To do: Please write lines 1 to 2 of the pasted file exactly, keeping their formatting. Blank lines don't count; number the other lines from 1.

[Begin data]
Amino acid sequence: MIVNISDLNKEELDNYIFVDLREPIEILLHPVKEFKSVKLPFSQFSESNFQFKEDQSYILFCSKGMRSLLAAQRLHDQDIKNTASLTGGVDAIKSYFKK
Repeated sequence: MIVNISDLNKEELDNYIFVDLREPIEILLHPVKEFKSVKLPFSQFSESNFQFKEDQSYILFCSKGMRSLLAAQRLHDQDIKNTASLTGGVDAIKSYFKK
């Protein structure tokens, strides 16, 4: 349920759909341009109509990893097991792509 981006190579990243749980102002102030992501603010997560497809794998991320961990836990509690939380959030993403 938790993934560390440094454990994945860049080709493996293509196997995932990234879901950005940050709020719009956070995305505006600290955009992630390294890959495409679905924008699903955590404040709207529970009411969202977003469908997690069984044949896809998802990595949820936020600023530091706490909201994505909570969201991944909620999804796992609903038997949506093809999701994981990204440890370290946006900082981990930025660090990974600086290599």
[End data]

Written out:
Amino acid sequence: MIVNISDLNKEELDNYIFVDLREPIEILLHPVKEFKSVKLPFSQFSESNFQFKEDQSYILFCSKGMRSLLAAQRLHDQDIKNTASLTGGVDAIKSYFKK
Repeated sequence: MIVNISDLNKEELDNYIFVDLREPIEILLHPVKEFKSVKLPFSQFSESNFQFKEDQSYILFCSKGMRSLLAAQRLHDQDIKNTASLTGGVDAIKSYFKK